Archives: Catholic voters are Rick Santorum’s big hope

Originally published in January 2012
Simon Nguyen

After a superb performance in the Iowa Caucus, Rick Santorum – who has based his entire campaign on wooing social conservatives – surprised some political observers by opting to campaign in socially liberal New Hampshire instead of going straight to South Carolina. Santorum, a devout Catholic, is clearly betting on the large Catholic contingent in New Hampshire to give him a boost in the voting booth.

According to CNN’s 2008 exit poll, Catholics account for 38 percent of New Hampshire’s Republican primary voters. If the former Pennsylvania senator could capture a big chunk of the Catholic vote, he has a good chance of once gain pushing Mitt Romney to the limit.

Santorum’s chief opponent in the Granite State is actually not Romney. There is currently a fierce battle between Santorum, Newt Gingrich and Rick Perry for the conservative vote. In the latest Rasmussen poll, Santorum leads Gingrich and Perry in New Hampshire while narrowly trails Ron Paul for the second-place spot. If he could muster a strong performance in the Granite State, the Virginia native will come to South Carolina as the ultimate non-Romney candidate.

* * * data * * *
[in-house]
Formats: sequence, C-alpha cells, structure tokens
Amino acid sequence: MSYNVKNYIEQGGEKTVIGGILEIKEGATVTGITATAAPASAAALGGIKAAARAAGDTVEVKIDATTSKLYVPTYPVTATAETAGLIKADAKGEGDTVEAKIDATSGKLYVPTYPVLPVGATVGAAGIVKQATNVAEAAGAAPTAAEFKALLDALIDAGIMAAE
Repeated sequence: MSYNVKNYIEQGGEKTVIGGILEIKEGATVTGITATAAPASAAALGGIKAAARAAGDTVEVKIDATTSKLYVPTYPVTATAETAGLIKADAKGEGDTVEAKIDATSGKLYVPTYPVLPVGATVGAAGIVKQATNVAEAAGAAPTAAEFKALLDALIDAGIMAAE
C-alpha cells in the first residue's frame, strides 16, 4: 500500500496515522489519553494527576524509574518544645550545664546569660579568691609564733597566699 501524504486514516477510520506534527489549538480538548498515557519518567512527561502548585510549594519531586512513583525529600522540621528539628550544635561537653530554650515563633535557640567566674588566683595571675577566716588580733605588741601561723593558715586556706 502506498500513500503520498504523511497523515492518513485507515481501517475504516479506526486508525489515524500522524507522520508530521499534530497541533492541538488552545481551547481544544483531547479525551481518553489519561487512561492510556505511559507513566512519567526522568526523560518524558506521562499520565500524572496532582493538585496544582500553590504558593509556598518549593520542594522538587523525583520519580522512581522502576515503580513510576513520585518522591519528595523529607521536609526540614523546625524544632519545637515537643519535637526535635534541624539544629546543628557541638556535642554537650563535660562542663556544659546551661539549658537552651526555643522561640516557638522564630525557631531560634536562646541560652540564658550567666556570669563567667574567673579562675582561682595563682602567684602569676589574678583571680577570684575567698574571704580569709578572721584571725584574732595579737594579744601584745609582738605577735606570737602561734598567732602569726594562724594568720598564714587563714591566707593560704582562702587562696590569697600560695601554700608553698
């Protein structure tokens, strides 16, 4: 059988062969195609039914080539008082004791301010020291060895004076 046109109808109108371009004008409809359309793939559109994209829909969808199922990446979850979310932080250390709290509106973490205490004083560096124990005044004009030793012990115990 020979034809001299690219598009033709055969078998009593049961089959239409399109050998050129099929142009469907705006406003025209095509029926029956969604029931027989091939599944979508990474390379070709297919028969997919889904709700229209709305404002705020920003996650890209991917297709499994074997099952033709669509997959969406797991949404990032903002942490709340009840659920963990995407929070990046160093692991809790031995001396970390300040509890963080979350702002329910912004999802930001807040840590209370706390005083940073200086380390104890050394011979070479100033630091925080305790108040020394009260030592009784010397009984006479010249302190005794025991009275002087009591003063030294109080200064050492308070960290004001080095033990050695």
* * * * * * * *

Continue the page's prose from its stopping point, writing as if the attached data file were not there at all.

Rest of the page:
Whether or not Santorum will be able to win over Catholic voters in both New Hampshire and elsewhere is still a big question mark. Catholics do not always support the Catholic candidate. In the 2004 general election, they favored President George W. Bush over John Kerry, the last serious Catholic presidential candidate. Facing a slate of weak choices, however, unenthused Catholic Republicans may decide to throw all their support to either Santorum or Gingrich, who recently converted to Catholicism.

Regardless of how Santorum will ultimately fare in New Hampshire, his campaign is likely to apply the same strategy in subsequent primary states. The former U.S. senator will continue to court blue-collar voters and evangelicals, while attempt to win over Catholic voters. In a low-turnout primary contest where every vote is important, the Catholic vote could prove decisive for Santorum to catch up to Romney.

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